In today's digital age, suspicious links are often the catalyst of a potential cyber-attack, specifically a phishing attack.
The goal of a phishing attack is to fool the recipient into providing personal or financial information. This is done by clicking on suspicious links that are disguised to trick the user, including mirroring popular retailers and companies that people use every day.
Phishing attacks are conducted through email, text messages, social media messaging, mobile apps, and pop-up notifications and have evolved to become more sophisticated and malicious to the point where clicking on a suspicious link is enough to jeopardize your financial and/or private information, even if you do not provide any personal information.
Tips to Avoid Clicking on Suspicious Links
Scammers will go through many avenues to steal your information. Phishing is a tactic used when scammers send text messages or emails in the hopes of tricking you into providing sensitive information.
- Before opening an email or clicking on a link, consider how well you know the sender. If you have never seen the display or domain name before, this could be a red flag. Even if you do know the sender, it is not necessarily a guarantee of safety. If someone you know has clicked on a suspicious link before or has been a victim of a data breach, phishing attempt, malware, or similar attack in the past, you might not have prior knowledge of this. Scammers can send suspicious links through infected channels. Always check the header and display names before opening suspicious emails. Do not hesitate to check with the sender (if it is someone you know) to see if they meant to send you a link.
- Ask yourself if you have a relationship with the company that contacted you. If you do, stop, and visit the company's direct website by typing it in yourself, using a search engine, or calling their legitimate phone number found on the company's website instead of using the phone number or email provided.
- Pay attention to the subject line. The subject line of these phishing emails will usually contain wording that requires you to take action or convinces you to act quickly. Be aware of subject lines like 'Please Update your Payment Details' or 'Your Account is on Hold' or 'There is a billing problem with your account' or 'Your service has been suspended'. All of these subject lines rely on you to believe that there is an issue that must be addressed. Legitimate companies do not send threatening emails with these subject lines. Always review the sender and proceed with caution.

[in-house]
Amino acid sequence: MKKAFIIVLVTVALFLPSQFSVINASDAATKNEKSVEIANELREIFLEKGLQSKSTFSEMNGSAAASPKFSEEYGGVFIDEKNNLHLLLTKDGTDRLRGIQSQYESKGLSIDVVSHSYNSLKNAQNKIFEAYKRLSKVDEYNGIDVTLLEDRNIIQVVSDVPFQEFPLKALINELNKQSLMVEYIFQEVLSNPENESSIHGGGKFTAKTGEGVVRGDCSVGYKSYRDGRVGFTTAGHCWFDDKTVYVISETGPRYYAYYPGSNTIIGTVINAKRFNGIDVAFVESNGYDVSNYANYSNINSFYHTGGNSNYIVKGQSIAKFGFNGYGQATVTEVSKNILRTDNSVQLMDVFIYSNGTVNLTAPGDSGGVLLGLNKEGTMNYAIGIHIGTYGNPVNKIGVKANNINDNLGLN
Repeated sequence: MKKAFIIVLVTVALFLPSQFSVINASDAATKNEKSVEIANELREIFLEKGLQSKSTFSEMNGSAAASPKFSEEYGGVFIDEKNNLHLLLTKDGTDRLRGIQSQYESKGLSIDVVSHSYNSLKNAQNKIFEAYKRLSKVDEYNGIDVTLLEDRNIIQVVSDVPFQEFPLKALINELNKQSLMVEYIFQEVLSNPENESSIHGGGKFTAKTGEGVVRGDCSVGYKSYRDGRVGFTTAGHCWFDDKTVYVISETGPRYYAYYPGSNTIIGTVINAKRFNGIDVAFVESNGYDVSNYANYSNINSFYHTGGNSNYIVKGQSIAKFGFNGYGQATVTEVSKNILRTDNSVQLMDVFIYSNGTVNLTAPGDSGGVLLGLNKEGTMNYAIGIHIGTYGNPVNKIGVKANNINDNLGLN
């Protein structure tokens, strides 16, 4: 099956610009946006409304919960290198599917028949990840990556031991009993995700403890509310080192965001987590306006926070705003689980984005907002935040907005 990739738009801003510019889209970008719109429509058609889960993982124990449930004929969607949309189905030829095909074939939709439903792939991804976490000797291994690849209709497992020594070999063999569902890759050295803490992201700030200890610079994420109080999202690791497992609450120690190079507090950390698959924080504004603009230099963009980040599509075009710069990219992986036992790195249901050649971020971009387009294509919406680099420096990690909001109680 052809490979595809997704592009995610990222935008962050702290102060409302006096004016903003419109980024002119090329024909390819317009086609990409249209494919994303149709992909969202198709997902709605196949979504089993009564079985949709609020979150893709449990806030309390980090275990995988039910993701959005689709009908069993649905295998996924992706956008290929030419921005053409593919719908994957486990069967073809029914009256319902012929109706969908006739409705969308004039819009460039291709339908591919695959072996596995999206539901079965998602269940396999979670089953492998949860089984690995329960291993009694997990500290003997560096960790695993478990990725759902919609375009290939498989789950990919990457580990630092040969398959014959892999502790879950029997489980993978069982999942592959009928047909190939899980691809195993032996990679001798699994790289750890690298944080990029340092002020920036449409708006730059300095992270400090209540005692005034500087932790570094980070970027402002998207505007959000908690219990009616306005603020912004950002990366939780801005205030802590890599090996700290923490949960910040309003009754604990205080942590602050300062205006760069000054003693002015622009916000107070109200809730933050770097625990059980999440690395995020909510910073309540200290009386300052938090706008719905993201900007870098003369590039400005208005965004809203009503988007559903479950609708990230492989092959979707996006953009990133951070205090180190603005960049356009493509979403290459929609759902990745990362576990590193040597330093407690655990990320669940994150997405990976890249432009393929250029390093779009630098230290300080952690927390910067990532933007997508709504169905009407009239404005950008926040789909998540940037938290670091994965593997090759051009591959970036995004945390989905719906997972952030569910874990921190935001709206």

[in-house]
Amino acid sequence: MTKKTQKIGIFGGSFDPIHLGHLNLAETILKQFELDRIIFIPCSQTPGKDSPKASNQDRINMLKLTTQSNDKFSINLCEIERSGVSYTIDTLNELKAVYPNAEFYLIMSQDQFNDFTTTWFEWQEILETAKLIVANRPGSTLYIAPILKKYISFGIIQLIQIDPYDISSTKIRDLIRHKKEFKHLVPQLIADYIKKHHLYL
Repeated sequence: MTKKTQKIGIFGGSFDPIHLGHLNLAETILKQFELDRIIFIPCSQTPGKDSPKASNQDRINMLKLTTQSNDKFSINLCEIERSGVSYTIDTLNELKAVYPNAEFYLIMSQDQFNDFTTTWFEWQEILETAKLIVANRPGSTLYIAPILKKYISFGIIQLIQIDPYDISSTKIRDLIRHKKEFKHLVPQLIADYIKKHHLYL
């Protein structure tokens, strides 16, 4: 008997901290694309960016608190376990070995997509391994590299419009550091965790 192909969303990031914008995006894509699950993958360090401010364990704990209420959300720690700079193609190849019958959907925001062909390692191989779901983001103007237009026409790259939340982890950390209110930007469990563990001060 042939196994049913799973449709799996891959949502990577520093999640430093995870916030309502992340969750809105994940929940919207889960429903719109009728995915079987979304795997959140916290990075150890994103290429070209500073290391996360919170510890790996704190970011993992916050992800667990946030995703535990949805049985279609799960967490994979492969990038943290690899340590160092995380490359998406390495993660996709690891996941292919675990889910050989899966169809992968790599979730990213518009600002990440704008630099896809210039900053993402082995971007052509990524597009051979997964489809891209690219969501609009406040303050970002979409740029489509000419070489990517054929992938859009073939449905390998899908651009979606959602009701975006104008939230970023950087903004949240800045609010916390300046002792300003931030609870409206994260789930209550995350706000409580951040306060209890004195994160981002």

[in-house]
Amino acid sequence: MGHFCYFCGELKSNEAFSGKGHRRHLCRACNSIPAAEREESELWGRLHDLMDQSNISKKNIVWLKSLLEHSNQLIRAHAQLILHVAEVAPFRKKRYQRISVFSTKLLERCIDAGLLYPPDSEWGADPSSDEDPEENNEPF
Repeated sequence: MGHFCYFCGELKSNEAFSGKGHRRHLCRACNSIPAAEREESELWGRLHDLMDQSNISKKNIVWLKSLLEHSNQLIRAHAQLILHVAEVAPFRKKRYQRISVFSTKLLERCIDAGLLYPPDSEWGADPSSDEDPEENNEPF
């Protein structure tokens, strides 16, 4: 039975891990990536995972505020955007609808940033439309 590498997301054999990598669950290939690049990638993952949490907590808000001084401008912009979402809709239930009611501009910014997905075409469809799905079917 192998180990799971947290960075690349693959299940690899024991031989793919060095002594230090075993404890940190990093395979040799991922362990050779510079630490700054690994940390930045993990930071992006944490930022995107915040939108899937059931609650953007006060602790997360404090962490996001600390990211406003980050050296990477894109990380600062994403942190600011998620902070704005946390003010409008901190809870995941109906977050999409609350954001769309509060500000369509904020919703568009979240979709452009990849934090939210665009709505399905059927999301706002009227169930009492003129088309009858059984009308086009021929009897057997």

- Hover over the link in question. To do this, roll the cursor over the link on a web page and the cursor will change from a pointer to a small hand and will display the URL in the lower left corner of the browser/application window. From there, review where that link is being directed to ensure you are not going to a fake or suspicious site.
- Scrutinize the spelling and grammar. If the email or website contains spelling or grammatical errors, this is can be a clear sign that it is a phishing email or a 'bad' website. Legitimate companies will always ensure their communications do not have errors.
- Review the sender's address and other electronic clues. The sender's email address is an effective way to confirm the legitimacy of the email. If the email address is from a public email instead of a company's actual domain, then the contents of that email are to be considered malicious and should be deleted immediately. Additionally, receiving suspicious links via text messages or within applications may contain clues such as the name of the sender, scrambled/foreign syntax or threatening language.
- Do not open attachments from unexpected senders. Occasionally, suspicious messages will contain attachments, or even images that appear to be attachments. If you did not anticipate receiving an attachment or are questioning the source of the message, avoid opening or clicking on the file or image. Some email programs are set up to give you a preview of attachments so you can see what it would look like by hovering your cursor over it without actually having to download the link.
Real or Fake?
If you have clicked on a link believing that it was from an authentic source or company, how could you tell if it was real or fake? In order to help ascertain the legitimacy, look for the following signs: the expected page result, credential requests, and lack of webpage security. If the link brought you to a completely different type of website than you originally anticipated, this could be a sign of an attempted cyberattack. If the site asks for a login or for some type of payment info, this is another suspicious quality, especially if the site does not feature clearly noted webpage security with a padlock icon in the web address bar. An unsecure page could easily mean that the source of the link is out to steal your data and information.